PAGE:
There is a problem inherent in all three types: none live in the present.
To boldly approach anything, you must regard the present fully. It’s OK to plan for the future as long as it keeps you focused on the here and now. It’s fine to remember past triumphs and successes, but it’s imperative that you abandon those practices that won’t work today. It’s never OK to be detached, however. You’ve got to take not only authority for today, but you’ve got to take responsibility for today, too.
Regardless of which camp you fall into, it’s imperative that you find that point of sobriety, that Aha! Moment, so that you can become fully awake in the present.
Awaken to the Present
The inevitable reality of being in the present is that there’s always a future with potential that could branch off onto one of two paths: 1) to ignore change and make your business extinct, or 2) to become more energized, competitive, and optimized.
The cycle continues. The next future, even a positive one, always becomes the present. And that present state continues to follow these two paths.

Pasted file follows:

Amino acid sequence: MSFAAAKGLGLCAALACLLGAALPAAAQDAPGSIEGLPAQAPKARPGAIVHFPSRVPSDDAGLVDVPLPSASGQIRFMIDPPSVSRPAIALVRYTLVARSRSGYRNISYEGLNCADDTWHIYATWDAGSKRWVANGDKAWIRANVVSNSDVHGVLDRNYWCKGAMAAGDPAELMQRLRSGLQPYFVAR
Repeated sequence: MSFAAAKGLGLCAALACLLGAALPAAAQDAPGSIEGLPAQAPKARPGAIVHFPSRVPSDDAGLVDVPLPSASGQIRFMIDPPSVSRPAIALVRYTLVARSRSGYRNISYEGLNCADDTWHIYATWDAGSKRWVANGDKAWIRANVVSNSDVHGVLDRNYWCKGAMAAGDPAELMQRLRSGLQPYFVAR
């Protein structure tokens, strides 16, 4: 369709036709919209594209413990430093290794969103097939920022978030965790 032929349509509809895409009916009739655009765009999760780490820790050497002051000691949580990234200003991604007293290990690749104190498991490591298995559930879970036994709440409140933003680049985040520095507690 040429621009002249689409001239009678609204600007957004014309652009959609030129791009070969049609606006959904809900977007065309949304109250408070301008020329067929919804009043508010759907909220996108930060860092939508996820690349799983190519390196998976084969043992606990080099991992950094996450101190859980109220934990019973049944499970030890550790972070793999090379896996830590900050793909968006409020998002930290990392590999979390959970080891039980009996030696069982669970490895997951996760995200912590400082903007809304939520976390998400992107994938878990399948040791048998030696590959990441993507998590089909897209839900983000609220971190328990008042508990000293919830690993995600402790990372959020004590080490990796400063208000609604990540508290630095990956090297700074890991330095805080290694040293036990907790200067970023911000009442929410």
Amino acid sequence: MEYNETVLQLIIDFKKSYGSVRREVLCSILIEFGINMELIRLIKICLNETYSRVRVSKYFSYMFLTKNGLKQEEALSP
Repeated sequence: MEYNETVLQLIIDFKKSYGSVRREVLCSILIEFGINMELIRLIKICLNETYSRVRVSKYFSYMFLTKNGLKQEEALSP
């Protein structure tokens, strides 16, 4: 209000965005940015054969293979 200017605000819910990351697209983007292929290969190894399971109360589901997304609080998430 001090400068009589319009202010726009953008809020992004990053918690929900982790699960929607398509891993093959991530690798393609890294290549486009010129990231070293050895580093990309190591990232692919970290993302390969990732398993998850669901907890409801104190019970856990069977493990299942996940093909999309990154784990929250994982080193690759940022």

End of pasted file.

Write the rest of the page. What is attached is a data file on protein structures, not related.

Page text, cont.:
I’m not here to give a commentary on Robert Frost’s poem, “The Road Not Taken.” I’m here to discuss the phenomenon of time, which is simply something we all know: time doesn’t stand still.
American author Washington Irving wrote a short story published in 1819 called “Rip Van Winkle.” The story is set in late 17th Century America about a man somewhat detached from the current state. He stumbles across some mysterious men, drinks with them, and falls asleep in the Catskill Mountains. When he wakes from his drunken slumber, he finds that he is 20 years older and missed the American Revolution. He’s no longer a British citizen, but an American one.
We too can become detached from the current state, running on automatic pilot, if you will. But we certainly don’t want to be in that spot where the current state becomes stale, movement becomes static, and eventually, our business becomes extinct.